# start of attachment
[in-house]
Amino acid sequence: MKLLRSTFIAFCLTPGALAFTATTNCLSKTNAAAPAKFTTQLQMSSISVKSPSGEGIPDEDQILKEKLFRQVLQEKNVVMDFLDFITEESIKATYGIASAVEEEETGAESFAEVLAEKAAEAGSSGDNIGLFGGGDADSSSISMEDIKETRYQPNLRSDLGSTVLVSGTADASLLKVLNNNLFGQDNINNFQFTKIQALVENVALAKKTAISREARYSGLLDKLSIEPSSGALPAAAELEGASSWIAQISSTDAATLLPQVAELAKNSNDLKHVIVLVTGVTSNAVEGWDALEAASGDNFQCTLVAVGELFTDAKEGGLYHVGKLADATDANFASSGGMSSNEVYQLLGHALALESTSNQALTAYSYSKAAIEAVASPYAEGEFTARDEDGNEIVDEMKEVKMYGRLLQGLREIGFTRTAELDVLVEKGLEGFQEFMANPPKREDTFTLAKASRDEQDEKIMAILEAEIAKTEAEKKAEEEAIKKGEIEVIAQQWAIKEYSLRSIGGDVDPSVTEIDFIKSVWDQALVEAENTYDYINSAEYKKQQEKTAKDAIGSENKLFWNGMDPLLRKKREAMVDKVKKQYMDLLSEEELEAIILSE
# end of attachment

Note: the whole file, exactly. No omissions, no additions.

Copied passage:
[in-house]
Amino acid sequence: MKLLRSTFIAFCLTPGALAFTATTNCLSKTNAAAPAKFTTQLQMSSISVKSPSGEGIPDEDQILKEKLFRQVLQEKNVVMDFLDFITEESIKATYGIASAVEEEETGAESFAEVLAEKAAEAGSSGDNIGLFGGGDADSSSISMEDIKETRYQPNLRSDLGSTVLVSGTADASLLKVLNNNLFGQDNINNFQFTKIQALVENVALAKKTAISREARYSGLLDKLSIEPSSGALPAAAELEGASSWIAQISSTDAATLLPQVAELAKNSNDLKHVIVLVTGVTSNAVEGWDALEAASGDNFQCTLVAVGELFTDAKEGGLYHVGKLADATDANFASSGGMSSNEVYQLLGHALALESTSNQALTAYSYSKAAIEAVASPYAEGEFTARDEDGNEIVDEMKEVKMYGRLLQGLREIGFTRTAELDVLVEKGLEGFQEFMANPPKREDTFTLAKASRDEQDEKIMAILEAEIAKTEAEKKAEEEAIKKGEIEVIAQQWAIKEYSLRSIGGDVDPSVTEIDFIKSVWDQALVEAENTYDYINSAEYKKQQEKTAKDAIGSENKLFWNGMDPLLRKKREAMVDKVKKQYMDLLSEEELEAIILSE